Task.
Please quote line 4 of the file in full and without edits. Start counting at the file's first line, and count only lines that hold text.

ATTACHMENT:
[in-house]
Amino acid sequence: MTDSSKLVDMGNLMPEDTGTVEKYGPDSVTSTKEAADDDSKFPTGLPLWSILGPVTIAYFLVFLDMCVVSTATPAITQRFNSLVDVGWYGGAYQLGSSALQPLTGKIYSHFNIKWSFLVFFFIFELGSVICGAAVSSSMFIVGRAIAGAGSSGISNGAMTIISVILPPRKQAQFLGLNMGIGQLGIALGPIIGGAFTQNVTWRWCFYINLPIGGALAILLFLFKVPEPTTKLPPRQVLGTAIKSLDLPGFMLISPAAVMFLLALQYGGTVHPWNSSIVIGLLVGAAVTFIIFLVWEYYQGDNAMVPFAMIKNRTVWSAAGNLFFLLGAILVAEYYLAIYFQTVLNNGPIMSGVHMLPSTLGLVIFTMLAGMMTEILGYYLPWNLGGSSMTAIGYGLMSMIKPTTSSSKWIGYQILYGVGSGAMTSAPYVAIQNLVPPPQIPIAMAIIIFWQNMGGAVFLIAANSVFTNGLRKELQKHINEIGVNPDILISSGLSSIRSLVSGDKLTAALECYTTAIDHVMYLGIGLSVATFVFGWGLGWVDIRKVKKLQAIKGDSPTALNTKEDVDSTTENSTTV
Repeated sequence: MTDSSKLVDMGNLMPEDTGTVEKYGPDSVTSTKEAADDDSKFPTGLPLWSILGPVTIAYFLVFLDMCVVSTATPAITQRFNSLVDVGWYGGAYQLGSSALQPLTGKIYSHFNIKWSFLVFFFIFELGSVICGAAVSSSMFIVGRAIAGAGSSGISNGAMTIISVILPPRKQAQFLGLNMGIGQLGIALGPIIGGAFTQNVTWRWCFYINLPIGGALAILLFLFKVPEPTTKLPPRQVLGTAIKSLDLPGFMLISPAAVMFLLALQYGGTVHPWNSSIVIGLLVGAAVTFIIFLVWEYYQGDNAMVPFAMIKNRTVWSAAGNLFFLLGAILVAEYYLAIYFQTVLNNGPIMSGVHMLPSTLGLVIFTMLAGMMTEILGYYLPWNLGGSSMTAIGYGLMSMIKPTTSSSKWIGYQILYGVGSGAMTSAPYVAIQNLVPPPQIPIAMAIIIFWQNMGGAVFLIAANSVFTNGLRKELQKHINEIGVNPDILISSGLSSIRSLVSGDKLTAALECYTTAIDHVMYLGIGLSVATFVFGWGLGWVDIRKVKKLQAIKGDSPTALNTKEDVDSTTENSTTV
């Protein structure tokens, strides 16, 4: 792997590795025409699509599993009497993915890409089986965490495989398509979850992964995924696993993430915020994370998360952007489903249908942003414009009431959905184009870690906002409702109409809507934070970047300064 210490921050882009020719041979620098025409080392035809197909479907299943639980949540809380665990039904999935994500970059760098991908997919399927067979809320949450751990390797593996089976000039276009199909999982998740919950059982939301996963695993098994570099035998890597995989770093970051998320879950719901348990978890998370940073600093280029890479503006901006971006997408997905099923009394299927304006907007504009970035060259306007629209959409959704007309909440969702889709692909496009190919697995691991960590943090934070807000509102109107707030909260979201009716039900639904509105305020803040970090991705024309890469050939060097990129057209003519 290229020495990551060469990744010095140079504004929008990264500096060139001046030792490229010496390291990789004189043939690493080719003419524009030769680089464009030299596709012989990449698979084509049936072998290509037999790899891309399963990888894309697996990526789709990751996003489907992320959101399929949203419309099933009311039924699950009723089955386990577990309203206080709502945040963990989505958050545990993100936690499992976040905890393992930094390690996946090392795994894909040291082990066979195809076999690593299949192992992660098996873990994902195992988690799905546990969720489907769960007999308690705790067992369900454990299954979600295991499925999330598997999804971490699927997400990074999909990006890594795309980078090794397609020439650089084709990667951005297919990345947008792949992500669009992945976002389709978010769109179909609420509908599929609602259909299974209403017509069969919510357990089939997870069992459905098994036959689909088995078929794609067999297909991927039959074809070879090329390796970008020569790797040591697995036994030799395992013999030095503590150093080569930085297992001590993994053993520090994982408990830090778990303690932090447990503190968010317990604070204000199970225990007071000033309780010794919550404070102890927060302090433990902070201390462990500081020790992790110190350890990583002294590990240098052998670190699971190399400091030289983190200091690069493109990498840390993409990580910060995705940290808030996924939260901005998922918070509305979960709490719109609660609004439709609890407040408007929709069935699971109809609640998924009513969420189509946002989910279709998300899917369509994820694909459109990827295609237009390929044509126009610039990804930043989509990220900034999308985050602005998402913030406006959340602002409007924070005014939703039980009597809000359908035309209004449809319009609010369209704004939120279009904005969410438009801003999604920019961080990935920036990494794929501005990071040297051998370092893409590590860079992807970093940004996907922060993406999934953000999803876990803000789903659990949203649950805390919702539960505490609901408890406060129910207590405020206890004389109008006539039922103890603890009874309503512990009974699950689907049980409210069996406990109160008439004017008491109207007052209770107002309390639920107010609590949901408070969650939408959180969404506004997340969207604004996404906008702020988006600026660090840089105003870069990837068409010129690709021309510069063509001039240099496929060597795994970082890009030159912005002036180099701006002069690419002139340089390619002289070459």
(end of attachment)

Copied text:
């Protein structure tokens, strides 16, 4: 792997590795025409699509599993009497993915890409089986965490495989398509979850992964995924696993993430915020994370998360952007489903249908942003414009009431959905184009870690906002409702109409809507934070970047300064 210490921050882009020719041979620098025409080392035809197909479907299943639980949540809380665990039904999935994500970059760098991908997919399927067979809320949450751990390797593996089976000039276009199909999982998740919950059982939301996963695993098994570099035998890597995989770093970051998320879950719901348990978890998370940073600093280029890479503006901006971006997408997905099923009394299927304006907007504009970035060259306007629209959409959704007309909440969702889709692909496009190919697995691991960590943090934070807000509102109107707030909260979201009716039900639904509105305020803040970090991705024309890469050939060097990129057209003519 290229020495990551060469990744010095140079504004929008990264500096060139001046030792490229010496390291990789004189043939690493080719003419524009030769680089464009030299596709012989990449698979084509049936072998290509037999790899891309399963990888894309697996990526789709990751996003489907992320959101399929949203419309099933009311039924699950009723089955386990577990309203206080709502945040963990989505958050545990993100936690499992976040905890393992930094390690996946090392795994894909040291082990066979195809076999690593299949192992992660098996873990994902195992988690799905546990969720489907769960007999308690705790067992369900454990299954979600295991499925999330598997999804971490699927997400990074999909990006890594795309980078090794397609020439650089084709990667951005297919990345947008792949992500669009992945976002389709978010769109179909609420509908599929609602259909299974209403017509069969919510357990089939997870069992459905098994036959689909088995078929794609067999297909991927039959074809070879090329390796970008020569790797040591697995036994030799395992013999030095503590150093080569930085297992001590993994053993520090994982408990830090778990303690932090447990503190968010317990604070204000199970225990007071000033309780010794919550404070102890927060302090433990902070201390462990500081020790992790110190350890990583002294590990240098052998670190699971190399400091030289983190200091690069493109990498840390993409990580910060995705940290808030996924939260901005998922918070509305979960709490719109609660609004439709609890407040408007929709069935699971109809609640998924009513969420189509946002989910279709998300899917369509994820694909459109990827295609237009390929044509126009610039990804930043989509990220900034999308985050602005998402913030406006959340602002409007924070005014939703039980009597809000359908035309209004449809319009609010369209704004939120279009904005969410438009801003999604920019961080990935920036990494794929501005990071040297051998370092893409590590860079992807970093940004996907922060993406999934953000999803876990803000789903659990949203649950805390919702539960505490609901408890406060129910207590405020206890004389109008006539039922103890603890009874309503512990009974699950689907049980409210069996406990109160008439004017008491109207007052209770107002309390639920107010609590949901408070969650939408959180969404506004997340969207604004996404906008702020988006600026660090840089105003870069990837068409010129690709021309510069063509001039240099496929060597795994970082890009030159912005002036180099701006002069690419002139340089390619002289070459």